The student news site of Aspen High School


The student news site of Aspen High School


The student news site of Aspen High School


Experiential Outdoors: Aspen Mountain Guide School

Courtesy of Brent Mailolo
Aspen Mountain Guide school battling extensive injuries.

An exceptionally unique course has been offered at Aspen High School known as ‘Aspen Mountain Guide School’. This course presents both aspects of active involvement and leadership development through experiential learning undertakings. Led by science teacher Brent Maiolo, this course is open to juniors and seniors but juniors may have a harder time making it in due to the rising popularity of the class and seniors being first in line.

“Guide school started by an interest in just kind of extending a lot of the philosophical components of Ex-Ed(Experiential Education) to an actual class. So I wanted to create a class where kids could build a resume to help them find jobs either within the valley or beyond Aspen,” Maiolo said.

This increasing popularity is a result of various reasons including the exclusivity of the certifications and the future pathways these open up for real-life jobs and opportunities throughout the valley and beyond. The class itself offers a wide range of job opportunities as well as a general wider range of learning regarding the outdoors and knowledge surrounding backcountry safety precautions.

Maiolo explained that the certifications within the program include, “Leave No Trace, Wilderness First Aid, Professional Ski Instructors of America PSIA level 1, an AIARE avalanche 1 certification, and an AMGA climbing certification.”

Each certification is accompanied by an aspect of individuality in that the different course opportunities attract a variety of students based on personal background and future pursuits. For example, the Wilderness First Aid certification is one that locals within the valley may put more emphasis on given our surrounding environment. It provides basic medical training in wilderness settings which includes CPR and anaphylaxis certifications. Students are able to earn their PSIA level 1 ski instructing certification which could land them a local job with Aspen Ski co.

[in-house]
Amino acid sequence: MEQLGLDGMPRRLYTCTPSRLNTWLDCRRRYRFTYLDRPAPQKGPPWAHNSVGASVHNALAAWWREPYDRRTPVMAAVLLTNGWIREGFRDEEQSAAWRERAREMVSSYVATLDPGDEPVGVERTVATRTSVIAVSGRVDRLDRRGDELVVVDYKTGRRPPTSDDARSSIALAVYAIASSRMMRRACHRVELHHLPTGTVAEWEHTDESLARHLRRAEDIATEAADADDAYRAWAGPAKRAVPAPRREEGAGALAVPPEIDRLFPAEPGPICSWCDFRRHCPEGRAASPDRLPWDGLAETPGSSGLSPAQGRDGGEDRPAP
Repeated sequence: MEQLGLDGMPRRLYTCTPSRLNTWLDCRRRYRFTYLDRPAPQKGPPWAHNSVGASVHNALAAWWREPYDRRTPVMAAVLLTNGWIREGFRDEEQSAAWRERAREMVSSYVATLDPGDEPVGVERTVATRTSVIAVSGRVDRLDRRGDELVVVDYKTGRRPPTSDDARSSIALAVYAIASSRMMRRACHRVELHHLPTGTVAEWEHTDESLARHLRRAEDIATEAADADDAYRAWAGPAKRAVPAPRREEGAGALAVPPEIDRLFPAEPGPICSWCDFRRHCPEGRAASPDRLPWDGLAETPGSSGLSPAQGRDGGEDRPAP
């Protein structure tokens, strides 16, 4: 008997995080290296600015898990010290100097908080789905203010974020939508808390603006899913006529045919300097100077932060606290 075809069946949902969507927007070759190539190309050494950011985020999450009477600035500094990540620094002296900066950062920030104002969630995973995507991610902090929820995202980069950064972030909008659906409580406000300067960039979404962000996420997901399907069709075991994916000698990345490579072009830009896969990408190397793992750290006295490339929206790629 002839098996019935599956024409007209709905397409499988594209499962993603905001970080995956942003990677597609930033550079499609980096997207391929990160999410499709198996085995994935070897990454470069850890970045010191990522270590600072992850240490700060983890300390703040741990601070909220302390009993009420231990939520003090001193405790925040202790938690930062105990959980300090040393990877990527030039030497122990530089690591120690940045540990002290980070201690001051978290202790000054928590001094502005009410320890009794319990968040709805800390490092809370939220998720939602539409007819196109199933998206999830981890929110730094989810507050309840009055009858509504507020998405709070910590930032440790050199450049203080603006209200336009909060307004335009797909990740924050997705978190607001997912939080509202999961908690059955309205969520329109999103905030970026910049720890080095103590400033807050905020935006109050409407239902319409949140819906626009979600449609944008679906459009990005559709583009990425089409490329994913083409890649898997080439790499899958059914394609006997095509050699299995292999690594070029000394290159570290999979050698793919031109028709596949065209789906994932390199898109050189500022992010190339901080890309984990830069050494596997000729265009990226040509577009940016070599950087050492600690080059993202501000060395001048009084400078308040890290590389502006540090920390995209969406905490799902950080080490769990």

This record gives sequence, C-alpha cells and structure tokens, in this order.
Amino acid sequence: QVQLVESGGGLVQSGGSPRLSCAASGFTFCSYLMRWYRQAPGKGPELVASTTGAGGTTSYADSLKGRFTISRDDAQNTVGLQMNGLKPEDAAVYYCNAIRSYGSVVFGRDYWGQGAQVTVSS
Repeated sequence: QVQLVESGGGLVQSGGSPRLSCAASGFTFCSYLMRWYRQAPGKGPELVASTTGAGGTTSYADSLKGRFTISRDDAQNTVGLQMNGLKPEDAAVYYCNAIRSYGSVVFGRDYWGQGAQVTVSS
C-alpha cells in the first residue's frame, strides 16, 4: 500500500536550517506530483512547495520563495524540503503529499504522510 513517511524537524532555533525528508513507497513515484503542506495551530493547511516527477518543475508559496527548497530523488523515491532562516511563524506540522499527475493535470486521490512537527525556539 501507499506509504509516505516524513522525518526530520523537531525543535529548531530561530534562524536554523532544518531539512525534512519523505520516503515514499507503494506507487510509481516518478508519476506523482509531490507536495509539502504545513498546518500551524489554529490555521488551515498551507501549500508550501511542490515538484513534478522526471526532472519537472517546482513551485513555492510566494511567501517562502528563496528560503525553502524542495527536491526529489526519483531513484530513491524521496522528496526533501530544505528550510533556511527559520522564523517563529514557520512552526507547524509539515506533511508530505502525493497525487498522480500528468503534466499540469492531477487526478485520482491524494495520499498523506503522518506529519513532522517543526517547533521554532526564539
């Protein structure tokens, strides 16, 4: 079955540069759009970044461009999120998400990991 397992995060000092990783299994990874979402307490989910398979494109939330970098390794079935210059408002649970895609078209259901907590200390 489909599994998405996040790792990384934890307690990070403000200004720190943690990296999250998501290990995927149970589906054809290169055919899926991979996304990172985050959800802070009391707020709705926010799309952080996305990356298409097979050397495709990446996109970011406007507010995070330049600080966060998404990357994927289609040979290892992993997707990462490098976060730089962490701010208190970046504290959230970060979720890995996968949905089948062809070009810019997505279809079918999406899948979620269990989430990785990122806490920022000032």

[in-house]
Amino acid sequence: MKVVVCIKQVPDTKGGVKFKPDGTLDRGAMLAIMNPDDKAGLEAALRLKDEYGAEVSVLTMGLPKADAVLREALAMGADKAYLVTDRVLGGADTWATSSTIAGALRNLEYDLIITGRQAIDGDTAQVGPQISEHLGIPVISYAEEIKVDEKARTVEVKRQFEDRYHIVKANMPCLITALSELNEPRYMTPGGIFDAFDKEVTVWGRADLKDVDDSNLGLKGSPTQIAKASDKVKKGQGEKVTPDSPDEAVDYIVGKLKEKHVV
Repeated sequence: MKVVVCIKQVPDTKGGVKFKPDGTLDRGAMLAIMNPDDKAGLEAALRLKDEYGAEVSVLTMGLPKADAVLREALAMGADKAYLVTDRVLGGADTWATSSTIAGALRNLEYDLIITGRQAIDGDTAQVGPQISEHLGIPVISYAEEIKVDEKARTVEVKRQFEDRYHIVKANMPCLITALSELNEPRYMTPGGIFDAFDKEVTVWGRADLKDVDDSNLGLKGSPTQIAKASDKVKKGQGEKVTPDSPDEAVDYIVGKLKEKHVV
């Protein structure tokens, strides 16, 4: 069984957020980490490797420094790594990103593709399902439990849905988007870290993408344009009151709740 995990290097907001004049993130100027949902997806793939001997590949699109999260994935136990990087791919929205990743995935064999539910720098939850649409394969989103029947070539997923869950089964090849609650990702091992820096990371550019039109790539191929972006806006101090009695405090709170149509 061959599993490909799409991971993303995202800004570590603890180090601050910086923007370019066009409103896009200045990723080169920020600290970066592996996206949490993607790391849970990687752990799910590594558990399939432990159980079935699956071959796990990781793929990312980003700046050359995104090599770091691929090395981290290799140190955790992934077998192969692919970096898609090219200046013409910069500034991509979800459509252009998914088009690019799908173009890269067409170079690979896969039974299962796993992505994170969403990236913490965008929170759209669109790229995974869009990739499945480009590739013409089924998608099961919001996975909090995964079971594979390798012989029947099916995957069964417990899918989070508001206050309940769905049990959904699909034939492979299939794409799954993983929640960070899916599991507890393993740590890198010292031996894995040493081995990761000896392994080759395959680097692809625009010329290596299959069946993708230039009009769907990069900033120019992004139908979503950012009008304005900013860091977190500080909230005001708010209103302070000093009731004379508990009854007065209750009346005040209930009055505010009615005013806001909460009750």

Though all of the courses primarily revolve around the outdoors, a certification like AMGA rock climbing can be taken anywhere and the others can be applied to rural communities. Although, in the case that a student is uninterested in a course certification, the experience still offers students an opportunity to step out of their comfort zone and absorb new, unanticipated knowledge which in itself may prove useful in the future.

“Again, the idea of the class is to build your resume so the idea is that you can take these certifications and they may help you find a job. I have some kids who have come back, say from college during the winter, and they use their level 1 Ski instructor to get the benefits of working for Ski-co and a job teaching skiing during the vacations. It is good money and you get a free pass,” Maiolo said.

This program, Maiolo explained, is a mix of excited and adventurous students ready to dive into aspects of outdoor exploration and knowledge.

“They are all kids who are interested in the outdoors and hands-on learning.” Maiolo added, “They are willing to challenge themselves and work in real-world scenarios.”

This class is another example of the distinctiveness of Aspen’s education. Through the utilization of the surrounding mountainous environment, engaged students/leaders, and an all-around willingness to learn, Aspen Mountain Guide School has become the one of the many faces of experiential learning at Aspen High School.

“Moving forward, I would love to just have more time to complete more certifications and it would be nice to offer another section of it but it is hard logistically to manage so many students and the schedules of all these different course offerings.”

Leave a Comment
More to Discover
About the Contributors
Stella Iverson, Editor-in-Chief
Stella Iverson is a senior at AHS. This is her fourth and final year writing for The Skier Scribbler. Stella's  favorite person in the world is her grandpa because of his innate ability to stay an active rancher at 75 years old. As an Editor-in-Chief, Stella is excited to continue tackling global social issues, and challenging topics. She hopes to study journalism after high school, and often dreams about settling in New York.
Rylee Smith, News and Sports Editor
Rylee is a senior at Aspen High School and one of the Sports/News editors. This is her second year writing for the Skier Scribbler and she has appreciated the new lens of leadership which has helped her to grow in her own writing. In her free time, Rylee is spending time outside, basking in the sun during the summer, flying through the slopes during winter, and watching the sunsets in the evening. Moving forward, she looks forward to growing her faith in the Lord and spending time with her family/friends. 

Comments (0)

All THE SKIER SCRIBBLER Picks Reader Picks Sort: Newest

Your email address will not be published. Required fields are marked *